Vol. 24 Annals of Health Law 298
19,000 persons.110 As of 2014, 190 accredited PA programs exist in the
United States111 and an additional seventy-five programs have applied for
accreditation evaluation as reported by the Accreditation Review Commission on Education for Physician Assistants (“ARC-PA”).112 U.S. PA programs are intended to be educationally efficient by confining the curriculum
to two to three years and continuing the education process year-round.113
B. Determinant 2: Physician Delegation
A major defining characteristic of PA scope of practice is physician del-
egation.114 Unlike some health personnel who have unique skills, such as
physical therapists and occupational therapists, the PA has a general skill
set similar to that of a physician.115 PAs perform acts of medical diagnosis
and treatment that comprise the legal definition of medical practice.116 The
scope of services that PAs are trained to perform is broad, ranging from
routine examinations and diagnostic maneuvers to prescribing medications,
performing minor surgical procedures, and assisting at surgery.117 In order
for PAs to apply their skills in clinical practice, states require that PAs practice with a physician or group of physicians and are delegated specific
However, for physicians with unlimited licenses to perform all medical
functions, the critical questions become what medical functions they may
110. Glicken & Miller, supra note 103, at 1884.
111. Accredited Programs: Program Data, ACCREDITATION REV. COMM’N ON EDUC.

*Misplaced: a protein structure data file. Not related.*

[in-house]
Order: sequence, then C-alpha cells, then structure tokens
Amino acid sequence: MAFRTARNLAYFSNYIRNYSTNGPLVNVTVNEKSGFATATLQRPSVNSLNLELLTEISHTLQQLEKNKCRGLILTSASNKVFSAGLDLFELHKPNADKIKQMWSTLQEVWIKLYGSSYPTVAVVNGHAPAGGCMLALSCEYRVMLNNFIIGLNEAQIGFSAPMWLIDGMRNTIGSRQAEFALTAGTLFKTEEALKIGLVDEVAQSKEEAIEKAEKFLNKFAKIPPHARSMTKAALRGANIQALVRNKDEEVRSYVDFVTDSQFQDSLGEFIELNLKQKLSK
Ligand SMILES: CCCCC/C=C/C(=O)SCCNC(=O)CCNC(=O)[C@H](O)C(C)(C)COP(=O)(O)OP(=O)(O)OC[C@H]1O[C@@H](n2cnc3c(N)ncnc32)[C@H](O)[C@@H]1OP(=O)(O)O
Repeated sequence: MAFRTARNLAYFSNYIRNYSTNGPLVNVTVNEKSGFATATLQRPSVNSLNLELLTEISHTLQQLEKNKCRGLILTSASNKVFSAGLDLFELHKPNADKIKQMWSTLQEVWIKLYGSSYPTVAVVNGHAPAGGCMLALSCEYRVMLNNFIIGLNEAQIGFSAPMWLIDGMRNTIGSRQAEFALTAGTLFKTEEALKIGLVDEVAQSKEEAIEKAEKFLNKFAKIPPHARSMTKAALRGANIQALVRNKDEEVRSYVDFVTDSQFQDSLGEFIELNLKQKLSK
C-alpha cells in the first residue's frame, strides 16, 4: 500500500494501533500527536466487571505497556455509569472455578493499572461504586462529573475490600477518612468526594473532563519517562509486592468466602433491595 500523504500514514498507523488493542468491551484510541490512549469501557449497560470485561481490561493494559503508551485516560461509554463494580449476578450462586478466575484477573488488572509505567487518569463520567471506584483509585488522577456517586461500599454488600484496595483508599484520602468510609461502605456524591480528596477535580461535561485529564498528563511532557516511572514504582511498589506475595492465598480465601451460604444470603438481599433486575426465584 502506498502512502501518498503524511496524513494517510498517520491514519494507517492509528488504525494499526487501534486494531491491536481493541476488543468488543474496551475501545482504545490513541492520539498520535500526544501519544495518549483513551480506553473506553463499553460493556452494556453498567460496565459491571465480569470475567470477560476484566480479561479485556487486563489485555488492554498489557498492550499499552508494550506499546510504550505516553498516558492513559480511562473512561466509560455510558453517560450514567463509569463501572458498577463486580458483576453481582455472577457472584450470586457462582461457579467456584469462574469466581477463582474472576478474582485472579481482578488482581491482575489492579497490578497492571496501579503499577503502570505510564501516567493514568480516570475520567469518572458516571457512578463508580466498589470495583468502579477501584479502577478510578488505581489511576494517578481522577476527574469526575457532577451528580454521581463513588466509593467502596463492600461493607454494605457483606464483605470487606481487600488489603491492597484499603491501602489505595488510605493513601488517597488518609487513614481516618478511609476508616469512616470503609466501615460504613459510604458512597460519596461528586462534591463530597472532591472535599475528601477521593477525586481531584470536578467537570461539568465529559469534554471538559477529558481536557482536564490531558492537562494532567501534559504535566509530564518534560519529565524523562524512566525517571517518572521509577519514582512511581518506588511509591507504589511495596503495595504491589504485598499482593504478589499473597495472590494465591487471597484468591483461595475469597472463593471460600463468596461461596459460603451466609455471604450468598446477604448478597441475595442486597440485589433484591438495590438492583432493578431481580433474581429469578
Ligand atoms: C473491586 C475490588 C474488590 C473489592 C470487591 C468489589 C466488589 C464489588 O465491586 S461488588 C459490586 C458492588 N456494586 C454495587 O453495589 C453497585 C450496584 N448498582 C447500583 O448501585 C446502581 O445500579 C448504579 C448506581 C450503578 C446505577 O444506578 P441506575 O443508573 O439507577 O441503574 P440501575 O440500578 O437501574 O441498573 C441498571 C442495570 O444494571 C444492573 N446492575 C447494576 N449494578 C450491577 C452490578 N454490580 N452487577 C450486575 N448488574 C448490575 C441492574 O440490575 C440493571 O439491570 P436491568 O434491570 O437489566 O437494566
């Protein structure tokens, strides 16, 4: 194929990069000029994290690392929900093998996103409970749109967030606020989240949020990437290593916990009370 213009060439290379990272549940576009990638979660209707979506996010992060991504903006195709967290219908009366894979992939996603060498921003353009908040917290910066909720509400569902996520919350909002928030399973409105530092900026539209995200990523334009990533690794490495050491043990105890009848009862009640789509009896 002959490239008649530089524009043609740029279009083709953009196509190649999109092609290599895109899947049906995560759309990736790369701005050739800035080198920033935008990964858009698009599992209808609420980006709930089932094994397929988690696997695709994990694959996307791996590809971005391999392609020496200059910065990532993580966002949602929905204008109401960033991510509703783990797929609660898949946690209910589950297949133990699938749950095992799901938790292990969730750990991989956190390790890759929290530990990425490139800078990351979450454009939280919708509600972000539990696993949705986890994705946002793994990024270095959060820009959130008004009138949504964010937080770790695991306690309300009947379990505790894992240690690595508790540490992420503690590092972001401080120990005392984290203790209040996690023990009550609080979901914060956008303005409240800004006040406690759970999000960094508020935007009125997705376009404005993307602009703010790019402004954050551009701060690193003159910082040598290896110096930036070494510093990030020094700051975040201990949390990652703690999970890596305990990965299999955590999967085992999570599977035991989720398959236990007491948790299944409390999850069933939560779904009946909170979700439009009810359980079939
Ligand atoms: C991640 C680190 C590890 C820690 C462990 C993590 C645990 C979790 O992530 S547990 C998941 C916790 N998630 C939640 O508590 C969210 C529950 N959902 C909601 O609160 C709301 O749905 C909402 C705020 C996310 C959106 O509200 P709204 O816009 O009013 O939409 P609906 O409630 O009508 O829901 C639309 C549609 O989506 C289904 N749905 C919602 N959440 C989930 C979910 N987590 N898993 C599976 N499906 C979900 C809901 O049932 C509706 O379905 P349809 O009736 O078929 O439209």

FOR THE PHYSICIAN ASSISTANT, http://www.arc-pa.com/acc_programs/program_data.html
(last visited Nov. 21, 2014).
112. Notice of Actions – Accreditation Status, ACCREDITATION REV. COMM’N ON EDUC
FOR THE PHYSICIAN ASSISTANT (Oct. 27, 2014), http://www.arc-pa.com/documents
113. See generally PHYSICIAN ASSISTANT EDUC. ASS’N, TWENTY-SEVENTH ANNUAL
REPORT supra note 106, at 10 (inferring efficiency from the length of the curriculum; the
weeks spent in each phase and the vacation time included in the program length indicate it is
a year-round program with vacation time dispersed throughout).
114. See Jane C. Record et al., New Health Professions After a Decade and a Half:
Delegation, Productivity and Costs in Primary Care, 5 J. POL. POL’Y & L., no. 3, at 470,
472-80 (1980) [hereinafter New Health Professions].
115. Roderick S. Hooker, Medical Care Utilization: MDPA/NP Comparisons in an
HMO, in PHYSICIAN ASSISTANTS: PRESENT AND FUTURE MODELS OF UTILIZATION 68 (S. F.
Zarbock & K. Harbert eds., 1986). See also Richard E. Johnson & Donald K. Freeborn,
Comparing HMO Physicians’ Attitudes Towards NPs and PAs, 11 NURSE PRACT. 39-52
(1986). See also Richard E. Johnson et al., Delegation of Office Visits in Primary Care to
PAs and NPs: The Physicians’ View, 10 PHYSICIAN ASSISTANT, no. 1, 159-169 (1985).
116. Hooker, supra note 115, at 68-73; See also MD. CODE ANN., Health Occupations §
14-101(o) “‘Practice medicine’ means to engage, with or without compensation, in medical:
(i) Diagnosis; (ii) Healing; (iii) Treatment; or (iv) Surgery.”
118. New Health Professions, supra note 114, at 472.